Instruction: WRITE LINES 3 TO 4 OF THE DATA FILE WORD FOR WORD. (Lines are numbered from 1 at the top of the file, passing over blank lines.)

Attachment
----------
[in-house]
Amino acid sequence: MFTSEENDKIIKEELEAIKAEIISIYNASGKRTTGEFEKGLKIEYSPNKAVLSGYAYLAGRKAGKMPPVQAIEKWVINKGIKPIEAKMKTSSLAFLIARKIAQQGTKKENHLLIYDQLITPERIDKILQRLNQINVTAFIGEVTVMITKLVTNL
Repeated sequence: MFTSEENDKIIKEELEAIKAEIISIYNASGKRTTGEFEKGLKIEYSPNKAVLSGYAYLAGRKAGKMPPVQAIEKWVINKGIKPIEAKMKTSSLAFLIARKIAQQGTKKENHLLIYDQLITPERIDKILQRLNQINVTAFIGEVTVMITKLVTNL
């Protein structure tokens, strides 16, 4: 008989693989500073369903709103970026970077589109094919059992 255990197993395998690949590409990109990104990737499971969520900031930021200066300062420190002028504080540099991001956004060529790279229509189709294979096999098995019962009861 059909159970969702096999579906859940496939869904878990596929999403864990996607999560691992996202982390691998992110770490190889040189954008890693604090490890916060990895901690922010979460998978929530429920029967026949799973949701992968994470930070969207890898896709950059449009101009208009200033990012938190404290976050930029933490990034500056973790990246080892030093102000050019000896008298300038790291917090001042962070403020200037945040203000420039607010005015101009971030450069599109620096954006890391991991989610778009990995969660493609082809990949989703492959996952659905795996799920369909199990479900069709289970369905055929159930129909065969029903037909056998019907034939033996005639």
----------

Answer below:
Repeated sequence: MFTSEENDKIIKEELEAIKAEIISIYNASGKRTTGEFEKGLKIEYSPNKAVLSGYAYLAGRKAGKMPPVQAIEKWVINKGIKPIEAKMKTSSLAFLIARKIAQQGTKKENHLLIYDQLITPERIDKILQRLNQINVTAFIGEVTVMITKLVTNL
């Protein structure tokens, strides 16, 4: 008989693989500073369903709103970026970077589109094919059992 255990197993395998690949590409990109990104990737499971969520900031930021200066300062420190002028504080540099991001956004060529790279229509189709294979096999098995019962009861 059909159970969702096999579906859940496939869904878990596929999403864990996607999560691992996202982390691998992110770490190889040189954008890693604090490890916060990895901690922010979460998978929530429920029967026949799973949701992968994470930070969207890898896709950059449009101009208009200033990012938190404290976050930029933490990034500056973790990246080892030093102000050019000896008298300038790291917090001042962070403020200037945040203000420039607010005015101009971030450069599109620096954006890391991991989610778009990995969660493609082809990949989703492959996952659905795996799920369909199990479900069709289970369905055929159930129909065969029903037909056998019907034939033996005639």